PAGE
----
Laboratory analyses of blood and other medical measurements, which help health practitioners make diagnoses and detect toxic effects of medication, can also help people with HIV track their health. Joseph Sonnabend, M.D., is a trail-blazing physician who has cared for hundreds of people with HIV in New York City since before AIDS had a name. While continuing his practice, he serves as medical director of the Community Research Initiative on AIDS. He analyzes the lab reports and offers an overall health assessment of his patient, POZ founder Sean O. Strub.

Sean’s general condition is not great. It’s hard for me to say this, but I think he’s a little worse than he’s been. At times, he’s fatigued and has problems with his moods; he has been taking Zoloft, an antidepressant, and I don’t know if it’s working. Against my direction, he’s only sporadically taking testosterone, which worries me because that treatment is important for maintaining his lean body mass and helping his mood.

I think he’s holding on, but he’s a very sick person. For some time now, he’s had very extensive Kaposi’s sarcoma (KS), both on his face and in his lungs (pulmonary KS can be especially dangerous). I’m very concerned that his white blood cell (wbc) count of 1.5 is quite low (a normal count is above 4.0). Also his absolute neutrophil level, or absolute neut (a kind of white blood cell that fights bacterial infections), is quite low at 0.8 (normal is 1.8 or higher). That’s probably because of the chemotherapy he’s receiving for the KS. The danger of these low levels is that they can open the door to serious infections. That means he should be taking his Neupogen, a very expensive drug which stimulates white blood cell production, at a higher dose and frequency than he does currently.

The most striking aspect of Sean’s bloodwork is that his amylase, a starch breakdown enzyme which can flag pancreatitis or other disorders, remains dangerously high at 375 (a normal reading is no higher than 115), although it’s down slightly from its height of 409 in November (after which he went off ddI, the most likely offender). Amylase can be produced by either the pancreas or the salivary glands. So I want him to get both an amylase isoenzyme test (which measures pancreatic amylase) and a lipase test (which would pin down whether indeed he has pancreatitis).

If, as seems likely, the elevation is due to pancreatitis, then it’s probably caused by a drug -- several he takes, including the Pneumocystis prophylactic drug Bactrim, could cause this. Luckily, he’s had no functional abnormality, such as vomiting or severe pain. But he says that while the pain he had for months between his ribs and underneath his breastbone has largely dissipated since he went off ddI, it still recurs after very fatty meals. For that reason, I want him to get an ultrasound scan for possible gallstones. We could fiddle around with some of his medicine, but that’s awfully difficult: He has to take the prophylactic drugs. And since he’s just started on ritonavir, the new protease inhibitor -- which can’t be used with a lot of drugs -- his options for switching are limited.

On the plus side, his hematocrit (hct) is really good at 41.1, meaning he’s not anemic at all. Technically, one could be anemic with an hct below 41, but it only becomes problematic below 30. His platelets (plts), important for blood clotting, are at 177, in the normal range. His albumin, a protein that’s a key indicator of nutritional status, is a little low, but not out of the normal range. His other blood chemistry values (listed under chem 12 profile) and his measures of kidney function (bun and creatinine) are OK. His CD4 count is 12 and his CD4 percent is 2 -- consistent with where he’s been for quite a while. He has not had a viral load count since February when he measured 700,000, a distressingly high level which I am optimistic the ritonavir (together with 3TC) will bring down, but for how long we don’t know. Evidence from one study suggests that in people with under 100 CD4 cells, lower viral load correlates with improving survival prospects.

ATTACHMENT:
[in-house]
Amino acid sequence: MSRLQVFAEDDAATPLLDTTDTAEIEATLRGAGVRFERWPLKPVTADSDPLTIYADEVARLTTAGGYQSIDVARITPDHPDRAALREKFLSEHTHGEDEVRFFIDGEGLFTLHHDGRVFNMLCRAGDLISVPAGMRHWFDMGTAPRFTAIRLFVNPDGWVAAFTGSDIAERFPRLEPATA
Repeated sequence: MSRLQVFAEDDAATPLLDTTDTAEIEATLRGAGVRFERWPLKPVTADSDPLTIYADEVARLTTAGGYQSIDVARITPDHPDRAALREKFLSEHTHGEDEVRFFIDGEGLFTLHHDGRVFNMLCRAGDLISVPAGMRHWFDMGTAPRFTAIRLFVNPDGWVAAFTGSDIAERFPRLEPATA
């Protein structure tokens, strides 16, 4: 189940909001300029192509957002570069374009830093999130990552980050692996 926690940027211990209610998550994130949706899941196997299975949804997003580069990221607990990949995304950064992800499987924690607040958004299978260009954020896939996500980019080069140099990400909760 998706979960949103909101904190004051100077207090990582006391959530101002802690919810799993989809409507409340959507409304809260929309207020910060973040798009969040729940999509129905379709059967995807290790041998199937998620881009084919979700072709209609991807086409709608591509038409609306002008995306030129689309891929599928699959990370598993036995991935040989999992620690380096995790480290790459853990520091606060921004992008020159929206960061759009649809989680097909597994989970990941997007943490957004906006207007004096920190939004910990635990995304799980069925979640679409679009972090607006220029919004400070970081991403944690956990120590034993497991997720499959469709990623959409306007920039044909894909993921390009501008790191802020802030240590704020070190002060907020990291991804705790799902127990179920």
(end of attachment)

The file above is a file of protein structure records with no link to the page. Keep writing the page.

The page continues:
In many ways, Sean seems to be OK considering how advanced his condition is. He doesn’t have fevers. He’s on his feet, he’s busy, he travels (although there are times he’s not that active). As to his KS, the chemo has substantially reduced the skin lesions and, according to his oncologist, stabilized his pulmonary lesions.

My advice to Sean would be to see me more regularly, every six weeks or so. I’m concerned that he doesn’t take his medicines consistently; sometimes he either takes a prescribed drug sporadically or even gives it up altogether. Stopping a drug may sometimes be legitimate, but at least when he makes his own decisions to change his medicines, he should tell me. And for some drugs, sporadic dosing can be worse than never starting, because it can promote the development of resistance.

I think it’s common for PWAs not to take the prescribed dose, which may or may not be alright. I understand that taking all those pills and injecting yourself with Neupogen every day can be a difficult thing. I’m not a policeman, except maybe when it comes to really crucial treatments like Bactrim.

I encourage patients to seek nutritional advice from a professional. I know that Sean has followed very little of the advice offered by Dr. Richard Elion when Sean first had the elevated amylase (see “Waste Management,” POZ No. 12) -- taking pancreatic enzymes, avoiding fatty and fried foods (he has cut down some) and exploring micronutrients and Chinese medicine to heal his pancreas. It’s important for people with HIV to follow nutritional advice, because often they think they are eating properly, but they’re not. And that can have a big impact on their ability to stay healthy, and particularly to avoid wasting.